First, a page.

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Road Cycling ďIt is by riding a bicycle that you learn the contours of a country best, since you have to sweat up the hills and coast down them. Thus you remember them as they actually are, while in a motor car only a high hill impresses you, and you have no such accurate remembrance of country you have driven through as you gain by riding a bicycle.Ē -- Ernest Hemingway

Group / Paceline Question

Old 08-23-19, 12:32 PM
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Originally Posted by Lrdchaos
That at would be fantastic If people would hold to that. For example, on a ride last week I had pulled for a couple minutes at 26.5-27mph, when I drift over and started soft pedaling the persons that was now the leader kicked the pace up to 29mph before I was back in the line. So the soft pedal tuned into a hard sprint just to grab a back wheel. Not fun, considering I was already recovering from a long hard pull. I guess itís just human natural to blow it out when you get on the front.
You pulled for too long and you jumped too late or timed getting back onto the back wheel wrong. Its okay it takes a while to get used to. When you move over and soft pedal you still need to maintain a close speed differential with the line depending on how many riders there are and anticipate when the end of the line is coming up. You should be matching their speed by the time they pass and just sliding over
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Old 08-23-19, 12:33 PM
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Originally Posted by redlude97
You pulled for too long and you jumped too late or timed getting back onto the back wheel wrong. Its okay it takes a while to get used to. When you move over and soft pedal you still need to maintain a close speed differential with the line depending on how many riders there are and anticipate when the end of the line is coming up. You should be matching their speed by the time they pass and just sliding over
But also people shouldn't surge when they get on the front. It can be two things.
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Old 08-23-19, 01:52 PM
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Originally Posted by Lrdchaos
That at would be fantastic If people would hold to that. For example, on a ride last week I had pulled for a couple minutes at 26.5-27mph, when I drift over and started soft pedaling the persons that was now the leader kicked the pace up to 29mph before I was back in the line. So the soft pedal tuned into a hard sprint just to grab a back wheel. Not fun, considering I was already recovering from a long hard pull. I guess itís just human natural to blow it out when you get on the front.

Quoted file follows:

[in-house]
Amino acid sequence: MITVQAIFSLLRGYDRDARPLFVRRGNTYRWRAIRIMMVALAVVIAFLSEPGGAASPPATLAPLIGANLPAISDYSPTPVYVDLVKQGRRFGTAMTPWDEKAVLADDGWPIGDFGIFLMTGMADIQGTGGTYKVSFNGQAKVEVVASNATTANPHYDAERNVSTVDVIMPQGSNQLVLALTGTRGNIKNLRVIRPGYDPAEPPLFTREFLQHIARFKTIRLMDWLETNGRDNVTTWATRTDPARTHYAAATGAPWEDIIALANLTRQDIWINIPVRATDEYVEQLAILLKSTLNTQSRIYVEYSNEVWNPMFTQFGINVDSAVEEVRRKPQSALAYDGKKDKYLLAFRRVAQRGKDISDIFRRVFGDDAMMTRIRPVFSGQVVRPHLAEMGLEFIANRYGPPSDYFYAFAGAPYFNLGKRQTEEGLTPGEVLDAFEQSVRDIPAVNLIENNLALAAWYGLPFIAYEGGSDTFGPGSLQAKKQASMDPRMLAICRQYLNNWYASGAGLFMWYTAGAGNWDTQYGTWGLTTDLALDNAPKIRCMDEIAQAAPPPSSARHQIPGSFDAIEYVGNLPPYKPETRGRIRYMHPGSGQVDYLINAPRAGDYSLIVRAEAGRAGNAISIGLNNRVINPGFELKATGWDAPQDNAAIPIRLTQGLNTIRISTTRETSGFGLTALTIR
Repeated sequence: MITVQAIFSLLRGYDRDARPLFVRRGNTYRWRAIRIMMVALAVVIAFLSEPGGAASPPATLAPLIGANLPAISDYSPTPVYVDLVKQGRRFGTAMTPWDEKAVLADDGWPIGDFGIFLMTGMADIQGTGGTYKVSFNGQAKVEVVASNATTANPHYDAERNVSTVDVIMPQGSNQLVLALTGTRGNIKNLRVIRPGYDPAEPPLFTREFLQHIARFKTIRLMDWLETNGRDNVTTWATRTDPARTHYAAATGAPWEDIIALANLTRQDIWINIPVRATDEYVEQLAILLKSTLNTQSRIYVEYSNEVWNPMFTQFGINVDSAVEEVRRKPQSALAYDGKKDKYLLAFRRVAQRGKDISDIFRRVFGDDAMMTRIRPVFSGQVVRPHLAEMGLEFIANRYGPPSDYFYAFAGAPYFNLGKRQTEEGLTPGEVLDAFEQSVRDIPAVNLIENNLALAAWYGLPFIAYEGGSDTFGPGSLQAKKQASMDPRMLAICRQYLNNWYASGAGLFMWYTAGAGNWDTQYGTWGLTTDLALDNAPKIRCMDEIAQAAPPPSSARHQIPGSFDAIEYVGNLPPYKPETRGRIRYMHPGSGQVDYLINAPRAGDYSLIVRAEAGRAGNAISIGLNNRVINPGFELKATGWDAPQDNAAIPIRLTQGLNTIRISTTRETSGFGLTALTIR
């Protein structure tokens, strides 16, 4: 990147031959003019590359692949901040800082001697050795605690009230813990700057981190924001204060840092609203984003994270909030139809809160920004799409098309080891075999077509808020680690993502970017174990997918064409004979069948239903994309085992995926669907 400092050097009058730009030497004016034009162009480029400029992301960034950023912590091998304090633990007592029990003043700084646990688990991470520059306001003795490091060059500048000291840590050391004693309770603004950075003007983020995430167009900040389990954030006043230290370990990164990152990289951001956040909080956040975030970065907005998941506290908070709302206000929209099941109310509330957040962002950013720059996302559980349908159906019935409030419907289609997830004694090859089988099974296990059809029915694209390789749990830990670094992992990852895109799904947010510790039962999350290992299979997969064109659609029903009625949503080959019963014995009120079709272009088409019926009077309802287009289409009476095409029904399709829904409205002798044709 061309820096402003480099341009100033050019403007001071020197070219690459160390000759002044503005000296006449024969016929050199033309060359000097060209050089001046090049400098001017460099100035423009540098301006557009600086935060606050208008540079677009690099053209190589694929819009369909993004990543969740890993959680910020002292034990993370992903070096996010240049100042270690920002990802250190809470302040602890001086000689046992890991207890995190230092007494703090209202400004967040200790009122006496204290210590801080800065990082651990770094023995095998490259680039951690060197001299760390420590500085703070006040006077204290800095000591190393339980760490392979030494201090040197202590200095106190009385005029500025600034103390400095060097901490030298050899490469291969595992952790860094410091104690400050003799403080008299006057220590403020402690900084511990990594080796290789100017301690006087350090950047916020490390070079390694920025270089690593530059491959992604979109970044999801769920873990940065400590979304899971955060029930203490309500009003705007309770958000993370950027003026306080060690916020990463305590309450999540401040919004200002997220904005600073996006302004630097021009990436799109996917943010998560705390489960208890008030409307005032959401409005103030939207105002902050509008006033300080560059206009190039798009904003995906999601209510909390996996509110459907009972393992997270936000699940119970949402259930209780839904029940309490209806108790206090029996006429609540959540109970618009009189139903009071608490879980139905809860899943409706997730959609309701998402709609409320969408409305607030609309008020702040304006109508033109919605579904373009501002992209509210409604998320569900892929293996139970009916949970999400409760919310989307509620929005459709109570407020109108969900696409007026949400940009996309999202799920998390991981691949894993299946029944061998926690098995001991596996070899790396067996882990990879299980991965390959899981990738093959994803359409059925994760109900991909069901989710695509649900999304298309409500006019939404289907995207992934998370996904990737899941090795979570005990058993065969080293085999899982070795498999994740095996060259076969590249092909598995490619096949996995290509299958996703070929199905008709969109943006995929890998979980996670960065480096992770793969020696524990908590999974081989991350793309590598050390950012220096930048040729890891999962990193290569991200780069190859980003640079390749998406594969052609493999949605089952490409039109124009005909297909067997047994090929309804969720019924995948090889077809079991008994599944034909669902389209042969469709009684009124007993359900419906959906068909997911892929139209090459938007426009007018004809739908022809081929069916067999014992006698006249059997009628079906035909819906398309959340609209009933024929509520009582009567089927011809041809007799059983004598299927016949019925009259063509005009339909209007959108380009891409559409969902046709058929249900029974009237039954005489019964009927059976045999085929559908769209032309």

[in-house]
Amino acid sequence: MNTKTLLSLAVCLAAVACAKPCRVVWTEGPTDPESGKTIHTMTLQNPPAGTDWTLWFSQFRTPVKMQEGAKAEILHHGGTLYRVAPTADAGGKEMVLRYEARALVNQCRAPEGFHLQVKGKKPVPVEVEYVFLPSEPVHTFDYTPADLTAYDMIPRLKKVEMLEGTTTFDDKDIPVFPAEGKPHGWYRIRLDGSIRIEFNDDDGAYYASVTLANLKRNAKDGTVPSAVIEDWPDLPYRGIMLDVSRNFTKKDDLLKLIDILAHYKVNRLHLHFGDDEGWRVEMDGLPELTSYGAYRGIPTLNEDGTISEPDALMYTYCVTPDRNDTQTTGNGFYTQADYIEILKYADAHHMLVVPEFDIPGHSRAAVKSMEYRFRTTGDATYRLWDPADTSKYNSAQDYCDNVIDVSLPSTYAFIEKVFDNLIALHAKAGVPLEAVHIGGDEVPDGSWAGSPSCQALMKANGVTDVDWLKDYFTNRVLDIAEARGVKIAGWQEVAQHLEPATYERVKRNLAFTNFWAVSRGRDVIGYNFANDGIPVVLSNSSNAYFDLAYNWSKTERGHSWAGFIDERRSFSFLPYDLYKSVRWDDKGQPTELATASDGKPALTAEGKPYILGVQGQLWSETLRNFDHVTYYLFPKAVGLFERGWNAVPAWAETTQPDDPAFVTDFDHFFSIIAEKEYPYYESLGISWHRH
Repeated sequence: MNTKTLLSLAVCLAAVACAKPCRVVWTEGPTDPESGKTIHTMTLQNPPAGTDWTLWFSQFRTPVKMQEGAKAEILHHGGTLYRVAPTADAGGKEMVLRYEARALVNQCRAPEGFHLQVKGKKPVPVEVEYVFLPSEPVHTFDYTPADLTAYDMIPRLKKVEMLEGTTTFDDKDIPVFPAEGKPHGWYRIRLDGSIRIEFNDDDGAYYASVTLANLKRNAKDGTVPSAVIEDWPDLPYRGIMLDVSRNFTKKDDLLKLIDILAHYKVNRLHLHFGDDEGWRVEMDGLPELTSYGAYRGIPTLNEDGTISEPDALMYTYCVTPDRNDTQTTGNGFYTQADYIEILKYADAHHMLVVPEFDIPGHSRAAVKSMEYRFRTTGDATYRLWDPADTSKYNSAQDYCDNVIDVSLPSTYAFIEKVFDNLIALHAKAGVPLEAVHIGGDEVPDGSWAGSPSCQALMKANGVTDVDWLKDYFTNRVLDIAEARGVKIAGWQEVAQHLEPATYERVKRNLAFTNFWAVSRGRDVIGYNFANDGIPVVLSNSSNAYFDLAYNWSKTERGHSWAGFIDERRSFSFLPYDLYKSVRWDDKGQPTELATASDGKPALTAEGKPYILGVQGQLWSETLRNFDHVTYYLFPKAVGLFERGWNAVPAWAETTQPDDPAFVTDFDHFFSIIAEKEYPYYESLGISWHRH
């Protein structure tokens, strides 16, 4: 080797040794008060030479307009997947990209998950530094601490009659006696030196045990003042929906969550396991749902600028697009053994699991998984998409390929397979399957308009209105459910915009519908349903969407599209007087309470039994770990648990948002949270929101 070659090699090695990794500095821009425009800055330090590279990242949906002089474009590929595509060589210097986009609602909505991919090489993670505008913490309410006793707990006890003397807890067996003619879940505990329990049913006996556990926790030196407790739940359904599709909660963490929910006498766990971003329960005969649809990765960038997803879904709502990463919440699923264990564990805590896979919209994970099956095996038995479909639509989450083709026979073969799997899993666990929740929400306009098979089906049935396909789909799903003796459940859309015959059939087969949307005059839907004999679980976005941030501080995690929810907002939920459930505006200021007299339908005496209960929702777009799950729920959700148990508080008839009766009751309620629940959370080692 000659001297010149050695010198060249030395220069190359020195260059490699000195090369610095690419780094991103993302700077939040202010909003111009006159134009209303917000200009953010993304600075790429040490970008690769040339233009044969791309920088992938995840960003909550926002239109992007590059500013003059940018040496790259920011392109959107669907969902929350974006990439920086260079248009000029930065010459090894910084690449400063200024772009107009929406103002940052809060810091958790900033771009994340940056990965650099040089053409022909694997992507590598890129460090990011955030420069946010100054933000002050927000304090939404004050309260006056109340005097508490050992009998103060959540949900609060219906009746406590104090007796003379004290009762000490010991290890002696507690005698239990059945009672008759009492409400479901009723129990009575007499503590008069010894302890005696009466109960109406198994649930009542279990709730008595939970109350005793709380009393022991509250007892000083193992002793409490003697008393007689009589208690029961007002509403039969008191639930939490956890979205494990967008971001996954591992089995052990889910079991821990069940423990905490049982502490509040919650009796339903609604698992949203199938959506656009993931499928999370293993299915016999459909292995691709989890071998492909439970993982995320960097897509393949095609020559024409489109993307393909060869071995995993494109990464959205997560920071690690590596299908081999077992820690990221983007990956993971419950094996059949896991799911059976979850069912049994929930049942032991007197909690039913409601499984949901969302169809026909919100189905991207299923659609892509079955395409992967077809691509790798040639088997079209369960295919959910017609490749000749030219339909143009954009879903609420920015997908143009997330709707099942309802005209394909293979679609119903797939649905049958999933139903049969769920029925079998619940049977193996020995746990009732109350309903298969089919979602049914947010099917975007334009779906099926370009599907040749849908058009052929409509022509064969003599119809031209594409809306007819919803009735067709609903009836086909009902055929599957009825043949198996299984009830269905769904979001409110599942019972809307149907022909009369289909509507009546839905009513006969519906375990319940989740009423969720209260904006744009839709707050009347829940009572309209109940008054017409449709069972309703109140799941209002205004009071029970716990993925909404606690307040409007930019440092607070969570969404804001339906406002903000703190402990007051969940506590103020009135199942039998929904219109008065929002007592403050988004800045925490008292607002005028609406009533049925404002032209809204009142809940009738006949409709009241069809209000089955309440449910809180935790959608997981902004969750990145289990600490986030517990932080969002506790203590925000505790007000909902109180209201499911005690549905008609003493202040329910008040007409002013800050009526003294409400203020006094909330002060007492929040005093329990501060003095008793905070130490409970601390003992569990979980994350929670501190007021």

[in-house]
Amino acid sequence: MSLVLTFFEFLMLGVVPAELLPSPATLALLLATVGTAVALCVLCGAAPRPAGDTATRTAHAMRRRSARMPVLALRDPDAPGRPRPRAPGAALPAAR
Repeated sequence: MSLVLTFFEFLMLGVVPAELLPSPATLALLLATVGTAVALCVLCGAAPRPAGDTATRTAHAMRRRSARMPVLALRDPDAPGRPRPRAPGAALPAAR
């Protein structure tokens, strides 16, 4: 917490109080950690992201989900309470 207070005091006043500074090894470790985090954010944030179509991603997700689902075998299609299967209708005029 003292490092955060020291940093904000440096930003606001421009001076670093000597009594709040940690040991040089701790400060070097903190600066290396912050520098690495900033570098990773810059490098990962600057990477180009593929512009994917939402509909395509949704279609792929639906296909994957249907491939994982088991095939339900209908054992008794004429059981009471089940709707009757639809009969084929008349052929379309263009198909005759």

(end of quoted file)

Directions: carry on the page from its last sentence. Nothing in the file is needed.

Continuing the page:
I donít take long pulls for that reason. I donít want to be so fatigued that getting back on might be an issue. Honestly, I donít generally enjoy riding in groups where they feel the need to ride like it is a race. I bought a power meter and started using TrainingPeaks software. I noticed that many of the the groups rides were very uneven. The Efficiency Factor number was very high, while the average speed wasnít much higher than my solo rides. I would always feel so toasted riding with those guys.
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Old 08-24-19, 08:30 PM
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Ah! That route starts in Owego! I'm in Ithaca and ride down to get on 96B/96 between here and Owego about 2-3 times a year, usually between Willseyville and Catatonk. Also have a low-hanging fruit (only 21.0 mph average) KOM on an out-and-back segment from Candor to Spencer and back to Candor. That area is definitely as flat as it gets around these parts - that and 17c between Waverly and Tioga Center. The bit from Candor to Spencer is a tiny bit more rolling than Strava shows it to be, but it's significantly flatter than the Ithaca area. That 17c stretch is where the state TT is. I've never done that, but drove down to ride on the course once to see if it was as easy as they say, and it's pretty flat too!
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Old 08-26-19, 03:44 AM
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Well this all turned out to be academic! Of the four of us planning to ride, two begged off a day before the ride.